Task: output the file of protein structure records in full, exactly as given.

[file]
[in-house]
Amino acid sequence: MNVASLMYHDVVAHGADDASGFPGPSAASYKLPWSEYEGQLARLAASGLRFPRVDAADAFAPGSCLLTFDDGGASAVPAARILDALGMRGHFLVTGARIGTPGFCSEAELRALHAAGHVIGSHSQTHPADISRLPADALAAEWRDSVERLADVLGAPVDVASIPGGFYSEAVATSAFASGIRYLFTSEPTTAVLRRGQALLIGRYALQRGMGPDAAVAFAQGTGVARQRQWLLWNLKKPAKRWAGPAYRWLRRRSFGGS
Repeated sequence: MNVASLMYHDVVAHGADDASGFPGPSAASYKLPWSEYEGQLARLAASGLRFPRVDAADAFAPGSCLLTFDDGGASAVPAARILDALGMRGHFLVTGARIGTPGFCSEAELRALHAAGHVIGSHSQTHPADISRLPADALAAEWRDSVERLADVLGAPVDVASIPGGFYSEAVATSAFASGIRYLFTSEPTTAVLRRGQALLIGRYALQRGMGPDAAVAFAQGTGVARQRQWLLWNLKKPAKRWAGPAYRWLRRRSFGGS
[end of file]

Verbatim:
[in-house]
Amino acid sequence: MNVASLMYHDVVAHGADDASGFPGPSAASYKLPWSEYEGQLARLAASGLRFPRVDAADAFAPGSCLLTFDDGGASAVPAARILDALGMRGHFLVTGARIGTPGFCSEAELRALHAAGHVIGSHSQTHPADISRLPADALAAEWRDSVERLADVLGAPVDVASIPGGFYSEAVATSAFASGIRYLFTSEPTTAVLRRGQALLIGRYALQRGMGPDAAVAFAQGTGVARQRQWLLWNLKKPAKRWAGPAYRWLRRRSFGGS
Repeated sequence: MNVASLMYHDVVAHGADDASGFPGPSAASYKLPWSEYEGQLARLAASGLRFPRVDAADAFAPGSCLLTFDDGGASAVPAARILDALGMRGHFLVTGARIGTPGFCSEAELRALHAAGHVIGSHSQTHPADISRLPADALAAEWRDSVERLADVLGAPVDVASIPGGFYSEAVATSAFASGIRYLFTSEPTTAVLRRGQALLIGRYALQRGMGPDAAVAFAQGTGVARQRQWLLWNLKKPAKRWAGPAYRWLRRRSFGGS